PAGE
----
According to the principles of the present invention, and in accordance with the described embodiments, a nozzle for spraying a hot melt adhesive in a predetermined pattern of elongated strands includes a spray disk with a centrally located adhesive passage extending therethrough and a plurality of air passageways surrounding the adhesive passage. A threaded shaft is integral with and extends from the rear surface of the spray disk, or spray plate, and threadedly engages an adhesive passage located on a nozzle mounting surface of a distribution plate, or distribution manifold, on the spray head. An O-ring seal is located between the rear surface of the spray disk and the nozzle mounting surface and encompasses the plurality of air passageways so that pressurized air is prevented from leaking to atmosphere. A second O-ring is located between the threaded shaft and the adhesive passage in the distribution plate to provide a seal between the hot melt adhesive and the pressurized air.
In one embodiment, the hot melt adhesive and pressurized air are directed to separate cavities on the nozzle mounting surface which communicate with the adhesive passage and plurality of air passageways in the nozzle. In an alternative embodiment, the hot melt adhesive and pressurized air are both ported into a single cavity on the nozzle mounting surface. The O-ring and the other mechanical interfaces between the nozzle and the distribution plate separate the adhesive from the pressurized air. This alternative design reduces machining of the nozzle mounting surface and therefore reduces cost.
The constructions of the present invention secures the nozzle to the spray head without requiring a mounting nut or threaded extension. Consequently, the nozzles may be mounted in a single row adjacent to each other as close as machining tolerances will allow. Therefore, the width of the spiral pattern may be reduced and is limited only by the construction of the nozzle and not by how the nozzle is mounted to the spray head. The closer centerline spacing of the nozzles permitted by the present invention, eliminates, in many applications, the necessity of a two row, staggered nozzle arrangement.
The constructions of the present invention have the advantage of mounting the nozzles directly on a flat planar nozzle mounting surface on the distribution plate of the spray head which permits the closest possible spacing of the nozzles in a single row. Without the mounting nut, there are no corners, joints or surfaces forward of the spray disk in which extraneous adhesive can collect. In addition, the forward surface of the spray disk is completely exposed for easy cleaning. The O-ring seal which prevents air from leaking to atmosphere compresses as the nozzle is threadedly engaged into the spray head and the rear surface of the spray disk contacts the nozzle mounting surface without deforming the spray plate or any other part of the nozzle. The nozzle construction provides a further advantage in that without the intervening adapter plate and threaded extension, there is more flexibility in how and where the adhesive passages and air passage ways are ported to each nozzle location on the nozzle mounting surface.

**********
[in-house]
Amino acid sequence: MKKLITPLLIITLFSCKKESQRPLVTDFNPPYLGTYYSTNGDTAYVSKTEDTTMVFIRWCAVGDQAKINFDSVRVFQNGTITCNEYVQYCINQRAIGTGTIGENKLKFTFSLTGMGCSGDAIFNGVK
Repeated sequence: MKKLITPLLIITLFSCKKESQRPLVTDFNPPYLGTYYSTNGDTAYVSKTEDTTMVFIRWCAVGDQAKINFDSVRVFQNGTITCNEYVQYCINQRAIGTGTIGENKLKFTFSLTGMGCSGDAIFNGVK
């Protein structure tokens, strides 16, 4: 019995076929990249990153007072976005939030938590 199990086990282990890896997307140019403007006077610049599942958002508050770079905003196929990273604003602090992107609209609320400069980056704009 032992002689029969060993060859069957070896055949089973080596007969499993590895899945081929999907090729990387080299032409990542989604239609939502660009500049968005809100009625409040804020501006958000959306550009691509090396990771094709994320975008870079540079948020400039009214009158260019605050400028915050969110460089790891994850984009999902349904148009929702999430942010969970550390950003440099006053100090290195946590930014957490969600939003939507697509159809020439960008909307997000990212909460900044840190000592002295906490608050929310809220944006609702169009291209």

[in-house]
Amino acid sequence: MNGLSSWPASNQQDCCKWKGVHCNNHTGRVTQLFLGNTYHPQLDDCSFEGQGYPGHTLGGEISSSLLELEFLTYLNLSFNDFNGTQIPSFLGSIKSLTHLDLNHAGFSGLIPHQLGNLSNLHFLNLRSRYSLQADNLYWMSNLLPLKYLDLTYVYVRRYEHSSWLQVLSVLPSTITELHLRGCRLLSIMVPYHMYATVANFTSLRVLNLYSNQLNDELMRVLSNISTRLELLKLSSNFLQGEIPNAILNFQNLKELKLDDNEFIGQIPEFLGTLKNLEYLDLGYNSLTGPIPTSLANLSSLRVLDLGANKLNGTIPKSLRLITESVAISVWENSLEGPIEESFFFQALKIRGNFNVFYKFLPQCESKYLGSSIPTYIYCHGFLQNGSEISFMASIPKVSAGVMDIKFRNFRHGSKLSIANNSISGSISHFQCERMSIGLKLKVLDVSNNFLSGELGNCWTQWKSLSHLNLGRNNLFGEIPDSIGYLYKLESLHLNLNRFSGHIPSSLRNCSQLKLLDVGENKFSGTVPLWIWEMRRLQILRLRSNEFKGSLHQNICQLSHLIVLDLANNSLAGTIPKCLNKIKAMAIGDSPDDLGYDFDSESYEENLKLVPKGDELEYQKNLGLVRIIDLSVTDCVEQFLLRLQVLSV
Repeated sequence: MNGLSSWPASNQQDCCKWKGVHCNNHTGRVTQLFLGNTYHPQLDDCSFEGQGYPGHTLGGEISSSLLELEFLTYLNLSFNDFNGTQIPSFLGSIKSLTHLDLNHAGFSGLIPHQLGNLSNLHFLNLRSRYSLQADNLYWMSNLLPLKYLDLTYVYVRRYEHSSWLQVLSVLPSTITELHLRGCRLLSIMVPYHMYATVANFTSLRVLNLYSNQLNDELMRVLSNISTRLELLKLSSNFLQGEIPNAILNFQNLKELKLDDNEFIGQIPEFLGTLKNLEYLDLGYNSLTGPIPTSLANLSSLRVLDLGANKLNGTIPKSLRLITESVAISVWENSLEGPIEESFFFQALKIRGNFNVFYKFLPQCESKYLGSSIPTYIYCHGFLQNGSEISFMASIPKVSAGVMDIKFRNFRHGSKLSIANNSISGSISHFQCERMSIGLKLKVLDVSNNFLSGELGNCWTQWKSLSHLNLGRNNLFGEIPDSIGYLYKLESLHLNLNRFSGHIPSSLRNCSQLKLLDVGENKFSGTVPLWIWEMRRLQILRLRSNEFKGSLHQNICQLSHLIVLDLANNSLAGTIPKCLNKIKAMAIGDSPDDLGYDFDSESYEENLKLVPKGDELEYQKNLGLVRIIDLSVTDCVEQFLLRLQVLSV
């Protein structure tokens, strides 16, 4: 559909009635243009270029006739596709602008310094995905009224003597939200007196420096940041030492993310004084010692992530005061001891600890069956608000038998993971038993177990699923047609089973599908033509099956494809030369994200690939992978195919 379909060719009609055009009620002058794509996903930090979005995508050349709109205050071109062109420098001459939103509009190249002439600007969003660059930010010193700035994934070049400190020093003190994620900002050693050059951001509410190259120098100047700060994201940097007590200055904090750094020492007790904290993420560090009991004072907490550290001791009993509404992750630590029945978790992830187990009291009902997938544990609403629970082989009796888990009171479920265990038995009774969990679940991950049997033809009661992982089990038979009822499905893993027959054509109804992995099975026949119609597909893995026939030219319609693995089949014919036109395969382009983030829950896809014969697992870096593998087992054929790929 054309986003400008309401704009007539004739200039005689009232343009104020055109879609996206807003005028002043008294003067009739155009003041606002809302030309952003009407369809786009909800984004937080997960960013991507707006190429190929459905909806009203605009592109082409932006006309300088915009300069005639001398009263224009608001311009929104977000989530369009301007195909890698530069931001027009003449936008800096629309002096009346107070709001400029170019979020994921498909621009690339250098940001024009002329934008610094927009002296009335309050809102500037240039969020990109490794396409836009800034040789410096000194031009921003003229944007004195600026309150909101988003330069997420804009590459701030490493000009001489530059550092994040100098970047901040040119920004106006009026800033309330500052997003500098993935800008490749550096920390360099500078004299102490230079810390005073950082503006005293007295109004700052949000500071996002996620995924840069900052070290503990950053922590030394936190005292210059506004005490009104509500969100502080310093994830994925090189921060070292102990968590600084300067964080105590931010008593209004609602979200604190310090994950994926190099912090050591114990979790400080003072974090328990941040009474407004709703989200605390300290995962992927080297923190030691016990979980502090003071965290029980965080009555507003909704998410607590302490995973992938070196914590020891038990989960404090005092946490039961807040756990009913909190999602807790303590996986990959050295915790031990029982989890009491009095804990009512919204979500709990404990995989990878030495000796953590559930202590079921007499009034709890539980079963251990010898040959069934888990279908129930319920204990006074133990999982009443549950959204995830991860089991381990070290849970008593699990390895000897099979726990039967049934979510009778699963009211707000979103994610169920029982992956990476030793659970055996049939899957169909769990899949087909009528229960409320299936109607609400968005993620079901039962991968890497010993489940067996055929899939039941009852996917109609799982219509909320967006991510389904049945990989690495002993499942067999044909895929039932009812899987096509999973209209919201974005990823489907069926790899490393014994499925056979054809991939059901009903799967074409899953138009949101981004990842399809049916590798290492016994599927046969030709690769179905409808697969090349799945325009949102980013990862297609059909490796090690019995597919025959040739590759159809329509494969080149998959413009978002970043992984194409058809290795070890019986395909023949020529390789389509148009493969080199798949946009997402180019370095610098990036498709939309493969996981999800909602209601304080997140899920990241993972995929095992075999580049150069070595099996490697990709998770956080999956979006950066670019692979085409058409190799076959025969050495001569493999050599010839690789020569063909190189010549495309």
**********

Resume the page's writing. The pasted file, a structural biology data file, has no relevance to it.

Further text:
The above constructions of the present invention have additional advantages of improving performance, reducing the number of parts, reducing manufacturing costs and reducing maintenance of the spray head. These and other objects and advantages of the present invention will become more readily apparent during the following detailed description together with the drawings herein.
FIG. 1 is a bottom perspective view of a spray head illustrating the general system components in which the present invention is utilized.
FIG. 2 is an enlarged cross-sectional view taken along line 2--2 of FIG. 1 and illustrates the nozzle of the present invention.
FIG. 3 is a cross-sectional view taken along lines 3--3 of FIG. 2 and illustrates the rear of the nozzle.
FIG. 4 is a perspective view of the distribution plate illustrating the adhesive passages and air passageways associated with a nozzle.